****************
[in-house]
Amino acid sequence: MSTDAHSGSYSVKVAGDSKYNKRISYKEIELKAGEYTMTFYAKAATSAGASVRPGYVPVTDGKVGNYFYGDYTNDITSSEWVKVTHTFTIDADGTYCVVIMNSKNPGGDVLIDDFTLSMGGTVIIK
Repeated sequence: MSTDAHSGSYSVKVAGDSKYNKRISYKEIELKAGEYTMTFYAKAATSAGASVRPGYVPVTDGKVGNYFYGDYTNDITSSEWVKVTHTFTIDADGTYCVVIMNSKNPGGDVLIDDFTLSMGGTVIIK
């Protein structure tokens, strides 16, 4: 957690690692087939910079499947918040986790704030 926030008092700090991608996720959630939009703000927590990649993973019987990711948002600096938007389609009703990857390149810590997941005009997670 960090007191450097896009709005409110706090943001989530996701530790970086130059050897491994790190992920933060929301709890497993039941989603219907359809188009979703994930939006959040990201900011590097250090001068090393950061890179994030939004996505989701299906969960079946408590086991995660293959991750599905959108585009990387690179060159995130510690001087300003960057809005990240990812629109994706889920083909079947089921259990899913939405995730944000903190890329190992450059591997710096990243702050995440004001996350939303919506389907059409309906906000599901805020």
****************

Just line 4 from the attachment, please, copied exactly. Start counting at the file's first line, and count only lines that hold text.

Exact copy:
């Protein structure tokens, strides 16, 4: 957690690692087939910079499947918040986790704030 926030008092700090991608996720959630939009703000927590990649993973019987990711948002600096938007389609009703990857390149810590997941005009997670 960090007191450097896009709005409110706090943001989530996701530790970086130059050897491994790190992920933060929301709890497993039941989603219907359809188009979703994930939006959040990201900011590097250090001068090393950061890179994030939004996505989701299906969960079946408590086991995660293959991750599905959108585009990387690179060159995130510690001087300003960057809005990240990812629109994706889920083909079947089921259990899913939405995730944000903190890329190992450059591997710096990243702050995440004001996350939303919506389907059409309906906000599901805020």